By the same token, however, information regarding SARS-CoV-2 infection in people may provide insights into FCoV infection in cats. In particular, the variety of long-term disease outcomes in people with COVID-19 raises the question of whether we should rethink the dichotomous outcome of FCoV infection in cats (ie, lethal FIP vs mild disease with no long-term consequences). Feline infectious peritonitis may not be the only consequential disease outcome resulting from FCoV infection, and FCoV infection may in fact be represented by a spectrum of outcomes.

Veterinarians, physicians, and basic researchers addressing coronavirus disease may benefit from thinking more broadly about the impacts of FCoV infection in cats. We believe that the clinical signs of FCoV infection exceed those of classic FIP and that understanding the long-term implications of FCoV infection in cats may inform our understanding of SARS-CoV-2 infection in people. This prompts careful consideration of diseases caused by coronavirus infections from a one-health perspective.

Alison E. Stout, dvm

Nicole M. Andre, bs

Beth N. Licitra, dvm, phd

Department of Microbiology and Immunology College of Veterinary Medicine Cornell University Ithaca, NY

Gary R. Whittaker, phd

Department of Microbiology and Immunology Feline Health Center College of Veterinary Medicine Cornell University Ithaca, NY

  • 1. Kipar A, Meli ML. Feline infectious peritonitis: still an enigma? Vet Pathol 2014;51:505526.

  • 2. Holzworth J. Some important disorders of cats. Cornell Vet 1963;53:157160.

  • 3. Wolfe LG, Griesemer RA. Feline infectious peritonitis. Pathol Vet 1966;3:255270.

  • 4. Godfred-Cato S, Bryant B, Leung J, et al. COVID-19–associated multisystem inflammatory syndrome in children—United States, March–July 2020. MMWR Morb Mortal Wkly Rep 2020;69:10741080.

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  • 5. Gupta A, Madhavan MV, Sehgal K, et al. Extrapulmonary manifestations of COVID-19. Nat Med 2020;26:10171032.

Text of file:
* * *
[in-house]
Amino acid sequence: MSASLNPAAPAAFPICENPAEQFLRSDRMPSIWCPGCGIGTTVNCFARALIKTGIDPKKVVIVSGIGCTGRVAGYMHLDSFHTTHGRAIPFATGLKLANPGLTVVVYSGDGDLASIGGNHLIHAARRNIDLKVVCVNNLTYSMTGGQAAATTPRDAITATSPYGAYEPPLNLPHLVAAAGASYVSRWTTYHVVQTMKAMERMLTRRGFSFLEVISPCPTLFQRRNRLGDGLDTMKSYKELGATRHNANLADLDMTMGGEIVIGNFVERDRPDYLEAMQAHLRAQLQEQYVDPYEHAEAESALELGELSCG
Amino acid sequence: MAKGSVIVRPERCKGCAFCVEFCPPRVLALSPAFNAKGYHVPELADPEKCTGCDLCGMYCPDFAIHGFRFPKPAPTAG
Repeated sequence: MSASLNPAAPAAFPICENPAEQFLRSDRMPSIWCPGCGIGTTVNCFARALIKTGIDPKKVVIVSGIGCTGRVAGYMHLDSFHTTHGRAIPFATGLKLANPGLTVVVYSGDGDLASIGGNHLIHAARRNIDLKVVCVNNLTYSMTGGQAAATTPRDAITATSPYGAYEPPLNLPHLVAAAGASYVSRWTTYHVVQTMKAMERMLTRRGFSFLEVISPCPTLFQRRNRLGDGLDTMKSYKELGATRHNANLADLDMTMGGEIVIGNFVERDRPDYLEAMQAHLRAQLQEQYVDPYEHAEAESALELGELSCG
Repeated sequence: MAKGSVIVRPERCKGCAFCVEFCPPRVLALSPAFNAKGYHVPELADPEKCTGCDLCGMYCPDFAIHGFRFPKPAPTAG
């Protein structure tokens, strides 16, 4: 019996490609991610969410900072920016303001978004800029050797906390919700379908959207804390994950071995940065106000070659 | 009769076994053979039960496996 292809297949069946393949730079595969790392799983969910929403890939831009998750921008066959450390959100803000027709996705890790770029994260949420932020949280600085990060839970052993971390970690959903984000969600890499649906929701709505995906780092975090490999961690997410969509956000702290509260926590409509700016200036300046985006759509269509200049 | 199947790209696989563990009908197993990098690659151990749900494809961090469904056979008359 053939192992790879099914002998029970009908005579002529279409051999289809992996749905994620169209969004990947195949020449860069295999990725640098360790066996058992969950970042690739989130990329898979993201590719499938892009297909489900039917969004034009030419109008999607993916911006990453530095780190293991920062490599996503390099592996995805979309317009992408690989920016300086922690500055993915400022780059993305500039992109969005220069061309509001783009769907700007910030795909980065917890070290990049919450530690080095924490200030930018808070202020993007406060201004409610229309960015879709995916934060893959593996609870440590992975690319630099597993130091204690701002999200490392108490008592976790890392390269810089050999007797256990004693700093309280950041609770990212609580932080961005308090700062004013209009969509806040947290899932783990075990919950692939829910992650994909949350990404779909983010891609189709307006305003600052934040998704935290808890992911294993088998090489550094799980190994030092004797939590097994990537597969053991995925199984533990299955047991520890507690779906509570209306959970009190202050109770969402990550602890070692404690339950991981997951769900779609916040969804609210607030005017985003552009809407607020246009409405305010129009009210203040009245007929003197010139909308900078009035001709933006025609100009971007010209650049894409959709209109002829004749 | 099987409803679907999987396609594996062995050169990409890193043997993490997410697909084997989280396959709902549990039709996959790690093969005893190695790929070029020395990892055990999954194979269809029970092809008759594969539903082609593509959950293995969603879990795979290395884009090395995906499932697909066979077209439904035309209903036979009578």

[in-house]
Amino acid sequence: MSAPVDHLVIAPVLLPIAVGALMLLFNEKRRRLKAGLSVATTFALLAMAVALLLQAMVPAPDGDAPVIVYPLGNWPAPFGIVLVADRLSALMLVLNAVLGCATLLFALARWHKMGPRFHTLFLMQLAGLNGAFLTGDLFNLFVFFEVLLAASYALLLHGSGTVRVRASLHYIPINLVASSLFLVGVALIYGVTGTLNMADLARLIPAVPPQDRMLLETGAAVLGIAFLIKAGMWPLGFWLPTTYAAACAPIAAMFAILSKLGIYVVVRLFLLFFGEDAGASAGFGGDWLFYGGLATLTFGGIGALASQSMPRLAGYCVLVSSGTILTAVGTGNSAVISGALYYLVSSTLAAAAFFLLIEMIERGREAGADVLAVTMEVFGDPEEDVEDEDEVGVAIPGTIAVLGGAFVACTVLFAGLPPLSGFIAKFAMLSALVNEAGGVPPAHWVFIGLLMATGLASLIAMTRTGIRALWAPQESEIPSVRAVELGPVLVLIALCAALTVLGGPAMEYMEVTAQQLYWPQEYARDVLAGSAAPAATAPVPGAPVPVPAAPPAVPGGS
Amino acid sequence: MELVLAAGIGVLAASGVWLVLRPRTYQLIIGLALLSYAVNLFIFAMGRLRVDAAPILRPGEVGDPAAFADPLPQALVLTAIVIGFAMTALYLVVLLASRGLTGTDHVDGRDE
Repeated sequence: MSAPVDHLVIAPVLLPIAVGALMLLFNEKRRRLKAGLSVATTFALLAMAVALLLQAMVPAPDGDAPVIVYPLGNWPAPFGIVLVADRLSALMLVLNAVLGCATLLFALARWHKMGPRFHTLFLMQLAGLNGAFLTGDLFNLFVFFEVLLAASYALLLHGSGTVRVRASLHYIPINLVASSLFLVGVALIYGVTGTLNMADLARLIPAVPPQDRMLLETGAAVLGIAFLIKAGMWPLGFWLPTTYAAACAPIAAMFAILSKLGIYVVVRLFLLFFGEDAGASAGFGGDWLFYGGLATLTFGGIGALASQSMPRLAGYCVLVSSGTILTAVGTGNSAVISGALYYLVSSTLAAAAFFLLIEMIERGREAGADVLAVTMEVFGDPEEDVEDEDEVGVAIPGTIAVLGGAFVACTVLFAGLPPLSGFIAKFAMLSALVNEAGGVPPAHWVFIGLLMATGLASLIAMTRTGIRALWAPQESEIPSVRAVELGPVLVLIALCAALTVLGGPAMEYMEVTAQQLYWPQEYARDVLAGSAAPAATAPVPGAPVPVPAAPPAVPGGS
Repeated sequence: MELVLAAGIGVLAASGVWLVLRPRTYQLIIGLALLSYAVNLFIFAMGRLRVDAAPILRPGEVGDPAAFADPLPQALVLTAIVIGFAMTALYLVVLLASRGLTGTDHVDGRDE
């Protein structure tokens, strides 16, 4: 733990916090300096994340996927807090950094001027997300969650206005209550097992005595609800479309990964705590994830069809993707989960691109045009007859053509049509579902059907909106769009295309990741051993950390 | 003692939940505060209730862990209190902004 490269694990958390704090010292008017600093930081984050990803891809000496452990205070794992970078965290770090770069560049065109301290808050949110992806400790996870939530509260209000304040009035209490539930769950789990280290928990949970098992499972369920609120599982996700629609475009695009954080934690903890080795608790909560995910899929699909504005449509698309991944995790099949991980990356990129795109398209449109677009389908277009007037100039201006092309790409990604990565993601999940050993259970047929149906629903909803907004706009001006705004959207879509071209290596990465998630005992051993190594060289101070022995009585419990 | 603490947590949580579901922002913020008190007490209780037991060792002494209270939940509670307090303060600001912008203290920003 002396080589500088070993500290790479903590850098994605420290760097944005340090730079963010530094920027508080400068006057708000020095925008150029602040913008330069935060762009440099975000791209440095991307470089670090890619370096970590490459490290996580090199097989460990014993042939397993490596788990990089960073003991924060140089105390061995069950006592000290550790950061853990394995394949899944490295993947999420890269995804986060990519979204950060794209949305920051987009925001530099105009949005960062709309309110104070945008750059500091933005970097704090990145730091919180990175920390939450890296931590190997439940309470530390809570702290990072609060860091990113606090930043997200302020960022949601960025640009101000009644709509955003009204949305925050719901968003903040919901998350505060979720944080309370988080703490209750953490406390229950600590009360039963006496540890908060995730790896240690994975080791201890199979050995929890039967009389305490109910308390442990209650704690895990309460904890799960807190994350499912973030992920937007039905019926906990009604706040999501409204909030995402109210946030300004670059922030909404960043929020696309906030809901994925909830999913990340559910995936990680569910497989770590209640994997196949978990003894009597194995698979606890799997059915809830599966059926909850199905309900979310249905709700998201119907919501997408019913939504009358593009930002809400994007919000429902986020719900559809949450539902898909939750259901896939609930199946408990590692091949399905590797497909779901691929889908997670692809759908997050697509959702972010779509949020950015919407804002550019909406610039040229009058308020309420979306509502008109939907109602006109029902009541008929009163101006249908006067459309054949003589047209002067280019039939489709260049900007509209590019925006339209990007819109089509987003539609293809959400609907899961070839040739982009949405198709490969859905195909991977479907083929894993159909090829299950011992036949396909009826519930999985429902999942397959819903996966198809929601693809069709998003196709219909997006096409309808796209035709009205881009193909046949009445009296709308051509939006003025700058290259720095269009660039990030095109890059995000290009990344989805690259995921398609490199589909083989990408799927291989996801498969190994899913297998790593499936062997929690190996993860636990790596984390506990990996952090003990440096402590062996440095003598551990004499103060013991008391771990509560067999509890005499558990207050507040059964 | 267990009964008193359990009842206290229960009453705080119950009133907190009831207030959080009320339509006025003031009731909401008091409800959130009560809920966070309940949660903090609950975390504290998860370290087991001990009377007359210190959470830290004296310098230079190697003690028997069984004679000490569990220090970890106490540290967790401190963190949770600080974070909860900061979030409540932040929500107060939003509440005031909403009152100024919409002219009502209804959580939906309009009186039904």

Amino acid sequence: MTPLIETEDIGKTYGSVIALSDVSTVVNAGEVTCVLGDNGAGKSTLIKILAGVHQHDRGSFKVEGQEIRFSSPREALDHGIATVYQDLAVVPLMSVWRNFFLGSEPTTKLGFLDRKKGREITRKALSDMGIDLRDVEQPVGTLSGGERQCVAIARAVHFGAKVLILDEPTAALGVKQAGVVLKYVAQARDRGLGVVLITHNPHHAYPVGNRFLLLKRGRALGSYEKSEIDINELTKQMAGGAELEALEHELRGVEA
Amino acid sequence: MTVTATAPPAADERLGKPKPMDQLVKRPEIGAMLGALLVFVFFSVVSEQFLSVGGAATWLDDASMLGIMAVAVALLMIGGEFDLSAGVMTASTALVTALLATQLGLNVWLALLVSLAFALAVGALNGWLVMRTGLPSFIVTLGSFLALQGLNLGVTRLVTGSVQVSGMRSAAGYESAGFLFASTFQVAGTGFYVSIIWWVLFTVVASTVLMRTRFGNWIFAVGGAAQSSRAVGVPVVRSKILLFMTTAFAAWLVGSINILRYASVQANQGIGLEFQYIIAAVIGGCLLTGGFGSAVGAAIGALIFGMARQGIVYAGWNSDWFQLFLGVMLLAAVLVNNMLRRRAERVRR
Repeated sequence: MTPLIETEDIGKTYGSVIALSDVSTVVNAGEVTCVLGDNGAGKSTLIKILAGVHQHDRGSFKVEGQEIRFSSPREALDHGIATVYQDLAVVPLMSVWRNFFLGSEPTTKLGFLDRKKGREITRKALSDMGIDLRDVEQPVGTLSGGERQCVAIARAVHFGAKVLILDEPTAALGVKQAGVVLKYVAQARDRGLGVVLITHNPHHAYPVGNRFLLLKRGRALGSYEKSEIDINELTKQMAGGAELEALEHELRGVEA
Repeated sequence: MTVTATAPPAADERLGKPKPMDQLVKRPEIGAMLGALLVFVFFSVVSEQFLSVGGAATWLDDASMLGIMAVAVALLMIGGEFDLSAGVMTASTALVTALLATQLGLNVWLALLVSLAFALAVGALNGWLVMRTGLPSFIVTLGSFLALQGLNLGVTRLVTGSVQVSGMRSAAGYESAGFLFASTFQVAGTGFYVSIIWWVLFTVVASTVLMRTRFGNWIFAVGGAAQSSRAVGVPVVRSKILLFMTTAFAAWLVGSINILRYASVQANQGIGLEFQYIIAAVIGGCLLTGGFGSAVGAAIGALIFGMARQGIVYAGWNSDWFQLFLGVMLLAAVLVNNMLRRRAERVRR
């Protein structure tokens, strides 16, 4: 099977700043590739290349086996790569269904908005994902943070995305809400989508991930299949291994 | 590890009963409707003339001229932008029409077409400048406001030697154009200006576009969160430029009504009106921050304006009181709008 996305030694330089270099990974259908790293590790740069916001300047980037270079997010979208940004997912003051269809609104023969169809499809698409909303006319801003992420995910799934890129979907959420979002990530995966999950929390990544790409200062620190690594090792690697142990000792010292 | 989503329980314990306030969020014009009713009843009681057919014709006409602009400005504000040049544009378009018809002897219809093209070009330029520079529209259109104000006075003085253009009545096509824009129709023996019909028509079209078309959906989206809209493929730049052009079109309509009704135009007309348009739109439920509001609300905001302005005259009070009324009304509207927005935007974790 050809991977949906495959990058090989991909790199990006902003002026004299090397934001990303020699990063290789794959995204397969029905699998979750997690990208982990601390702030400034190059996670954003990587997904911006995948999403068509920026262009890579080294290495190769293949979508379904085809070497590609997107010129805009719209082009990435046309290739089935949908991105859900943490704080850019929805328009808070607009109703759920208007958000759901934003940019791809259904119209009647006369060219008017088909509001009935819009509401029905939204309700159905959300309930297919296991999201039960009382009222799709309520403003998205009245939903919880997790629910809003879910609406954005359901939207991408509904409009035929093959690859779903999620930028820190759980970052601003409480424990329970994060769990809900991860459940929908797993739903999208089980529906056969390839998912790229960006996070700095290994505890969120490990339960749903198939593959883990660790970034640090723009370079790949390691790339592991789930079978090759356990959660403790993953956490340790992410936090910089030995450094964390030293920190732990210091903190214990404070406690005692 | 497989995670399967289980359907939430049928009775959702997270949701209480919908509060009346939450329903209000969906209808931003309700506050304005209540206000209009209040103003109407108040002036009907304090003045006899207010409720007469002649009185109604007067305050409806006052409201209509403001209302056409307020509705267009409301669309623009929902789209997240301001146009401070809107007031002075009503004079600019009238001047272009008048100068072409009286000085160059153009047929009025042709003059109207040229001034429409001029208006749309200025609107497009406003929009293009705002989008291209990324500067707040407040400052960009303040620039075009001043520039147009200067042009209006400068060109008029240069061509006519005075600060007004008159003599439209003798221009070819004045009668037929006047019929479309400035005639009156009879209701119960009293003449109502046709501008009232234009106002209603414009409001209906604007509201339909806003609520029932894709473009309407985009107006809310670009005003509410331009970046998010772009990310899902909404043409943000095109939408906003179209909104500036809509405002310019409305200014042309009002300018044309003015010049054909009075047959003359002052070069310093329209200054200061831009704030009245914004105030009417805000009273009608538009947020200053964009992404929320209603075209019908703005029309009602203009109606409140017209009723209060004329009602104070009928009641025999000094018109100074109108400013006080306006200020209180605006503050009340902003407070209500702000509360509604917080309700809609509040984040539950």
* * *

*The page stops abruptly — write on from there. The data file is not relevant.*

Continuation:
Declawing of cats

I recently read a commentary1 in dvm 360 in which the Humane Society Veterinary Medical Association applauded the AVMA for amending its position statement to reflect disapproval of feline declawing (onychectomy). I was not pleased with the change or with the commentary. I am a rural practitioner with 28 years of experience. This is a procedure I perform weekly, and I do not believe that our profession should discourage procedures that can be done with little pain and distress by a knowledgeable and skilled surgeon.

Such decisions, in my mind, are best left to the veterinarian and the owner of the animal within the framework of the veterinarian-client-patient relationship that is the foundation of our profession. I have declawed my own cats and will declaw the next one. These cats walk, eat, drink, and act normally the day after surgery and often spend considerable time removing the bandages from their feet, which I would not expect them to do if they were in extreme pain. I cannot remember the last cat that developed complications. Perhaps we should put our focus on correctly performing the procedure and leave the judgment of whether it needs to be done to the owner and the veterinarian performing the procedure. Discouraging something as simple as onychectomy is, in my opinion, not acting in the best interests of clients and patients.

Nolan Keith Beech, dvm

Washington County Veterinary Clinic Chatom, Ala

1. Cheever H, Fawcett A, Dodman NH. HSVMA Leadership Council stands against feline declawing. dvm 360 2020;51(8):1314.

AVMA responds:

I appreciate the opportunity to respond to Dr. Beech's questions about the AVMA policy on declawing of domestic cats. This policy was recently revised to clarify the AVMA's support for both feline welfare and veterinarians’ professional judgment.1 Scratching is a normal behavior for cats, and declawing should only be undertaken if it is medically necessary or if alternatives to eliminate harmful or destructive scratching have failed. As an amputation, declawing is a major surgical procedure. Welfare concerns include acute and chronic maladaptive pain, surgical complications, impairment of normal behavior, and an increased incidence of problem behavior.2 In discouraging declawing as a routine elective procedure, the AVMA urges veterinarians to help clients explore and implement nonsurgical alternatives, including routine nail trimming, providing a variety of scratching surfaces, and positive reinforcement training, prior to considering onychectomy.

The AVMA agrees with Dr. Beech that veterinarians need to be able to exercise their professional judgment when deciding how to best protect their individual patients’ health and welfare.1 Veterinarians and pet owners must work together to make a decision that will provide optimal health and welfare for their pet and family. Therefore, it is incumbent on veterinarians to counsel pet owners about the natural scratching behavior of cats, alternatives to surgery, and details of the procedure itself and subsequent potential complications.1

The AVMA provides resources to assist with client education and support the decision-making process at avma.org/declaw.

Jyothi V. Robertson, dvm

Chair, AVMA Animal Welfare Committee